Press reports from Australia during the 1930s quote Kenny as saying she developed her method while caring for meningitis patients on troopships during World War I. When the war began, Kenny volunteered to serve as a nurse. She was not officially qualified, but nurses were badly needed; she was accepted and assigned to "Dark Ships": transports that ran with all lights off between Australia and England carrying war goods and soldiers one way, and wounded soldiers and trade goods on the return voyage. Kenny served on these dangerous missions throughout the war, making sixteen round trips (plus one around the world, via the Panama Canal). In 1917 she earned the title "Sister" (which in the Australian Army Nurse Corps is the equivalent of a first lieutenant), and used that title for the rest of her life. While she was criticized by some[who?] for doing so (in the British Commonwealth, it was reserved for qualified nurses), but Kenny was officially promoted to that rank during her wartime service. During the final months of the war, she served for a few weeks as matron in a soldiers' hospital near Brisbane and was honorably discharged and qualified for a pension.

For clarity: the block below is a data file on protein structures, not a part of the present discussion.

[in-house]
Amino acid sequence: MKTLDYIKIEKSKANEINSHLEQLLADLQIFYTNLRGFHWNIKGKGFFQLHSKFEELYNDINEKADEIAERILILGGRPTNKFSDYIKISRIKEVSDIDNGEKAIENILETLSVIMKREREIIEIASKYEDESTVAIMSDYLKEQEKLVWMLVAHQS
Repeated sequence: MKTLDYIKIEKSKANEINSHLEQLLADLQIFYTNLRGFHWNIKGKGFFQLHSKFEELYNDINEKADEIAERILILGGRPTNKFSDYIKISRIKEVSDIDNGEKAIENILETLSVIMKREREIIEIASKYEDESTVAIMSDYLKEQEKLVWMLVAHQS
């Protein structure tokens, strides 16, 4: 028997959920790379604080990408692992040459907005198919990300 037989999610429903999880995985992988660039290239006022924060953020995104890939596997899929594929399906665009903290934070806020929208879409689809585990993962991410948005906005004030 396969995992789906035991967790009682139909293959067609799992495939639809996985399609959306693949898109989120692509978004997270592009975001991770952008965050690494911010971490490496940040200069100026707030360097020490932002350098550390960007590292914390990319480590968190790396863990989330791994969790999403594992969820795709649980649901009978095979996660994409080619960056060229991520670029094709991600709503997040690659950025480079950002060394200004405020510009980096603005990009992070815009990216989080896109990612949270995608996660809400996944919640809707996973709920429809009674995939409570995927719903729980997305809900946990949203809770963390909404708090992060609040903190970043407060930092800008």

Although exhausted by her war service, Kenny supervised a temporary hospital in Nobby that had been established to care for victims of the 1919 influenza epidemic. When the epidemic subsided, Kenny travelled to Guyra to recuperate (without success) and returned to Europe to visit doctors there. After her return to Nobby, she was called to Guyra by a girlhood friend to care for her daughter (Daphne Cregan), who was disabled with what was known as cerebral diplegia. Kenny's three years of rehabilitative work with the child, plus her experience with sick and wounded men during World War I, are probably the foundation for her later work in polio treatment and rehabilitation. Elizabeth Kenny adopted a daughter called Mary Stewart, who went on to be one of her top researchers.
Instead of settling down at home in what was most expected (a spinsterhood dedicated to caring for her mother) Kenny continued to work as a nurse from her mother's home, often brought to her patients in the sidecar of a motorcycle or by automobile. When a family friend's daughter Sylvia was injured by falling into the path of a horse-drawn plough, the friend called Kenny for help. Kenny improvised a stretcher from a cupboard door, fastened Sylvia to it and accompanied her the 26 miles (42 km) to Dr. McDonnel's Toowoomba office. Sylvia recovered, primarily due to Kenny's careful attention during that transport. Kenny improved the stretcher for use by local ambulance services, and for the next three years marketed it as the "Sylvia Stretcher" in Australia, Europe and the United States. She turned the profits over to the Australian Country Women's Association, which administered sales and manufacturing.